New Stout brew

Discussion in 'Beer Kit Brewing Discussion.' started by crilly, Jul 11, 2019.

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  1. Jul 14, 2019 #21

    Pirate_Pete

    Pirate_Pete

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    I use a couple of litres.
    Get the water to about 75C. Steep for 40 minutes and boil for 10.

    The other way to do it is put a couple of litres of water in a saucepan.
    Refrigerate overnight. Then boil for ten minutes.
     
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  2. Jul 15, 2019 #22

    crilly

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    Thanks Pete,

    Do you use a boil in the bag method or just add the malt to the water and filter out after
     
  3. Jul 15, 2019 #23

    terrym

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    For steeping 250g of grain I would use about a litre of water at about 75*C to which I added the grain. Then leave it for about half an hour preferably wrapped up in something to keep the heat in. Then filter off the liquid from the grain using something like a fine kitchen seive, and then sparge (wash) the grain with half to one litre of water at 75*C. Discard the spent grain (mine goes in the composter), then boil the liquid for 10 mins in a stockpot or saucepan to ensure it's sterile before it goes into the wort. Cool the pot or pan in a bowl of cold water before adding the liquid to the wort.
    And you don't boil the grain itself because it is likely to extract tannins which you dont want.

    Edit:- Sorry just seen @Pirate_Pete reply
     
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  4. Jul 16, 2019 #24

    Pirate_Pete

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    Your reply was a bit more precise than mine.

    I put the grain in an old hop bag made from muslin.

    I usually just put mine in the FV after boiling and use it to mix up the stout.
    I've always been wary of putting a saucepan in cold water to cool it. I would have thought it could damage the saucepan by warping.
     
  5. Jul 16, 2019 #25

    terrym

    terrym

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    Just bought myself a nylon mesh bag off ebay for small BIAB brews, cost about £2 delivered from China, replacing a muslin bag. At 300mesh its brilliant for keeping back the solids yet porous enough to let the liquid through. I would recommend that over muslin which is too porous really and lets solids through, plus it wets and ends up soggy unlike the nylon.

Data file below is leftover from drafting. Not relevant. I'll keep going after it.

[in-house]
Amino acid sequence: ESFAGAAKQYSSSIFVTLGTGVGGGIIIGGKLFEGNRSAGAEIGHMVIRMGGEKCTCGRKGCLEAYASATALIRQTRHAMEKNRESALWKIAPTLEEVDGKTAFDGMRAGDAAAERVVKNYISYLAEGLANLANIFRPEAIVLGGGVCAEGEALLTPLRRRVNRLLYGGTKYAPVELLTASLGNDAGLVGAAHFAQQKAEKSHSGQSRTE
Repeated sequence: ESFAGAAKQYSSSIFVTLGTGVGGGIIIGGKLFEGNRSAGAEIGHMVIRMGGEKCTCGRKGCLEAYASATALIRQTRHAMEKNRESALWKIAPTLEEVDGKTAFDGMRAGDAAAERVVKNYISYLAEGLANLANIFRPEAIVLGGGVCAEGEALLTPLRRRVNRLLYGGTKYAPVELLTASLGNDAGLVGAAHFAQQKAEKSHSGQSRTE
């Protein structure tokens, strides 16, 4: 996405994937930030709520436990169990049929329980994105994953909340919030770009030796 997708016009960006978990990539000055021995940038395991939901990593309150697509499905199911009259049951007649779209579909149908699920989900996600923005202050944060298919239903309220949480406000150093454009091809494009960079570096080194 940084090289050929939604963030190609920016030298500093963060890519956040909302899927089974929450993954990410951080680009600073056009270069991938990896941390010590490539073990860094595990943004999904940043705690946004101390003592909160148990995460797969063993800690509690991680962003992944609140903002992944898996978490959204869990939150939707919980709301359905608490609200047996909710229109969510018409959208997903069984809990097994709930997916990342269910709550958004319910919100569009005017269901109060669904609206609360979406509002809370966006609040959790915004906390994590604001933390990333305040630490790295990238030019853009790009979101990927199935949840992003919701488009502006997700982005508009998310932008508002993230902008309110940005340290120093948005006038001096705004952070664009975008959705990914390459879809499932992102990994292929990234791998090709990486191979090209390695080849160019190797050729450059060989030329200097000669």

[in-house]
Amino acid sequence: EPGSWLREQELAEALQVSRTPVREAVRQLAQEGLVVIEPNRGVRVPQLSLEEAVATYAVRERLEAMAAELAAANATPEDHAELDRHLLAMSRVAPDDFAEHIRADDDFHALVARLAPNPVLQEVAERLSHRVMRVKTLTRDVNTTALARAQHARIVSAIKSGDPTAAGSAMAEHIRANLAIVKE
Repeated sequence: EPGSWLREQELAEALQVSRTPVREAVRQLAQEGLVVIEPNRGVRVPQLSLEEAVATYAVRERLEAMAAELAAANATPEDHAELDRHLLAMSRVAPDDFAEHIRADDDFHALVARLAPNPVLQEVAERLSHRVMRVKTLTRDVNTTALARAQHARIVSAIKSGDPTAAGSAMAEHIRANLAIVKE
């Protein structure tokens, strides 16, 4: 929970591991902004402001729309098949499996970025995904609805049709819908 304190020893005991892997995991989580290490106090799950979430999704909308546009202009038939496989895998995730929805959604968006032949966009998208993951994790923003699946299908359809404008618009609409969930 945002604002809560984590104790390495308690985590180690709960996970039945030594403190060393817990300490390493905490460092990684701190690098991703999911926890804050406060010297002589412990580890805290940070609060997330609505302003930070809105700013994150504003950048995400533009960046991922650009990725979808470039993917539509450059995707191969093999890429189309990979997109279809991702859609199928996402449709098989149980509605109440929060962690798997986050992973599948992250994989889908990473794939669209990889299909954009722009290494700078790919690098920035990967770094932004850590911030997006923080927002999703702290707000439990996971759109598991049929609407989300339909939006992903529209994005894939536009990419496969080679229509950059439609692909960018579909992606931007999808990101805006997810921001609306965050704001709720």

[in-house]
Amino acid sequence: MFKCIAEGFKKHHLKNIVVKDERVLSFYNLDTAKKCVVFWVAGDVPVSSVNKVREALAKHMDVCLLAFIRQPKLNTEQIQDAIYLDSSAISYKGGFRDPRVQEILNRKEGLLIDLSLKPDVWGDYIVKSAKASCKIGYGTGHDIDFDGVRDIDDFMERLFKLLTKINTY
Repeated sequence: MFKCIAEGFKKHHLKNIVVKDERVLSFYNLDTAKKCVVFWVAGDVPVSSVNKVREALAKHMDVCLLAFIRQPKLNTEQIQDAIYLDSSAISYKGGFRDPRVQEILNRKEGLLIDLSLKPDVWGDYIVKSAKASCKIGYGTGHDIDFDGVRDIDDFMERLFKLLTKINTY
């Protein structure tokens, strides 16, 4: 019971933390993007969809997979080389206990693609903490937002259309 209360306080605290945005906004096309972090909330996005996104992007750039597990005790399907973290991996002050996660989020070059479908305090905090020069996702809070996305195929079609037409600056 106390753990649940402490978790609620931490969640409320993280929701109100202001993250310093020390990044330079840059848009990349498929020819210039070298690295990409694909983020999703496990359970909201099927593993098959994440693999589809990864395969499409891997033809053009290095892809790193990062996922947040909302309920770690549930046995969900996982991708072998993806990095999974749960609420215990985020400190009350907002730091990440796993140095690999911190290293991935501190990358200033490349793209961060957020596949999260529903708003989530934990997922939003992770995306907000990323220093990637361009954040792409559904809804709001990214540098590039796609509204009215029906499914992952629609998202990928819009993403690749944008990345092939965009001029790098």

I use a sink full of cold water to cool my SS stock pot from boiling and never had a problem with warping. If I was using a thick walled cast iron pot however (which I'm not) I wouldn't do it though, since it might crack due to thermal shock.
     
  6. Jul 17, 2019 #26

    crilly

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    Thanks for the replies, really helpful, one last question, would you use Lactose, read somewhere that its non fermentable, so still need to add more fermentables, but looking to get a bit more body
     
  7. Jul 18, 2019 #27

    Pirate_Pete

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    You're braver than I am with the stock pot in cold water. We have a frying pan that's warped a bit. No way am I trying that with our best kitchen stuff.
    I just pour it straight in the FV on top of the dry malt and can of goo.
    I've used a paint strainer bag when transferring from primary to secondary to bulk prime. That works well.

    I can't really help on that. I haven't used it.
    However I do have a Coopers Irish Stout & a 500 gram bag of lactose next to me.
    I did have a discussion with terrym about this as I'd read about using rolled oats.
    This one's still in the planning stage. The steeped grain / rolled oats could well turn out to be porridge.[​IMG]
    As I said before I use varying amounts of dextrose when I make the toucan. Sometimes none and the beer still comes out great.
    I don't worry too much about fermentables in my stout. It's the taste that counts. If you want more fermentables just add some dextrose.
    Or if you're worried about it thinning the beer use malt.
     

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